Astronomy Picture Of the Day (APOD)The Case of the Backwards Orbiting Asteroid
Why does asteroid 2015 BZ509 orbit the Sun the backwards? As shown in the featured animation, Jupiter's trojan asteroids orbit the Sun in two major groups -- one just ahead of Jupiter, and one just behind -- but all orbit the Sun in the same direction as Jupiter.
Aurora and Manicouagan Crater from the Space Station
How many of these can you find in today's featured photograph: an aurora, airglow, one of the oldest impact craters on the Earth, snow and ice, stars, city lights, and part of the International Space Station? Most of these can be identified by their distinctive colors.
Seven Dusty Sisters
Is this really the famous Pleaides star cluster? Known for its iconic blue stars, the Pleaides is shown here in infrared light where the surrounding dust outshines the stars. Here three infrared colors have been mapped into visual colors (R=24, G=12, B=4.6 microns).
Coronal Rain on the Sun
Does it rain on the Sun? Yes, although what falls is not water but extremely hot plasma. An example occurred in mid-July 2012 after an eruption on the Sun that produced both a Coronal Mass Ejection and a moderate solar flare. What was more unusual, however, was what happened next.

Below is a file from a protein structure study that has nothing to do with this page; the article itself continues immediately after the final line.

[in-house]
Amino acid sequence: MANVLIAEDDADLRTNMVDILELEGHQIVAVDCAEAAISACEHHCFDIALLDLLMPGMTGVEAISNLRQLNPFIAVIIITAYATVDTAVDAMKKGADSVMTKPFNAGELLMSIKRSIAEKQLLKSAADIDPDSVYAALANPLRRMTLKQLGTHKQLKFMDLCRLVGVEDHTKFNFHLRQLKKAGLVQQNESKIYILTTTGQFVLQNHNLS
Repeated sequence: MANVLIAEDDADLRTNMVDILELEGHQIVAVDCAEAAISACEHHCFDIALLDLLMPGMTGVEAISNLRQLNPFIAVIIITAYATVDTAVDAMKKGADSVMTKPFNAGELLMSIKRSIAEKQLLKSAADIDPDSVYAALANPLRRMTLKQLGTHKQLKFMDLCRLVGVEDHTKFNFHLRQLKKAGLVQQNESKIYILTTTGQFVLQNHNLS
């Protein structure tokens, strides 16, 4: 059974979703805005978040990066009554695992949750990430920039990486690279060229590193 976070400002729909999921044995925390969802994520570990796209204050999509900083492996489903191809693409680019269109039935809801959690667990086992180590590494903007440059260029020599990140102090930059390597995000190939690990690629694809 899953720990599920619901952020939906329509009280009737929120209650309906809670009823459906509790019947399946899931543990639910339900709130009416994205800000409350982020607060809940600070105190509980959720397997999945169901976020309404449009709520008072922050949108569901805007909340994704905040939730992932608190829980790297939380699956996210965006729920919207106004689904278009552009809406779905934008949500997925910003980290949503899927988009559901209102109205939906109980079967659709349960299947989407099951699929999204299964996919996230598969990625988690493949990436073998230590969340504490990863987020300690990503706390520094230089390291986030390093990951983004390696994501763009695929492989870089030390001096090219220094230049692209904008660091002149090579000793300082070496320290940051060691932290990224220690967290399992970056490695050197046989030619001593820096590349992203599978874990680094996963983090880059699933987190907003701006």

Titan: Moon over Saturn
Like Earth's moon, Saturn's largest moon Titan is locked in synchronous rotation. This mosiac of images recorded by the Cassini spacecraft in May of 2012 show's its anti-Saturn side, the side always facing away from the ringed gas giant.
This stunning group of galaxies is far, far away, about 450 million light-years from planet Earth and cataloged as galaxy cluster Abell S0740. Dominated by the cluster's large central elliptical galaxy (ESO 325-G004)...
The Gum Nebula Expanse
Named for a cosmic cloud hunter, Australian astronomer Colin Stanley Gum (1924-1960), The Gum Nebula is so large and close it is actually hard to see. In fact, we are only about 450 light-years from the front edge and 1,500 light-years from the back edge of this interstellar expanse of glowing hydrogen gas.
Spiral Galaxy NGC 4038 in Collision
This galaxy is having a bad millennium. In fact, the past 100 million years haven't been so good, and probably the next billion or so will be quite tumultuous. Visible toward the lower...
Craters and Shadows at the Lunar Terminator
Why does the right part of this image of the Moon stand out? Shadows. The terminator line -- the line between light and dark -- occurs in the featured image so that just over half the Moon's face is illuminated by sunlight.
Jupiter Cloud Animation from Juno
How do Jupiter's clouds move? To help find out, images taken with NASA's Juno spacecraft during its last pass near Jupiter have been analyzed and digitally extrapolated into a time-lapse video.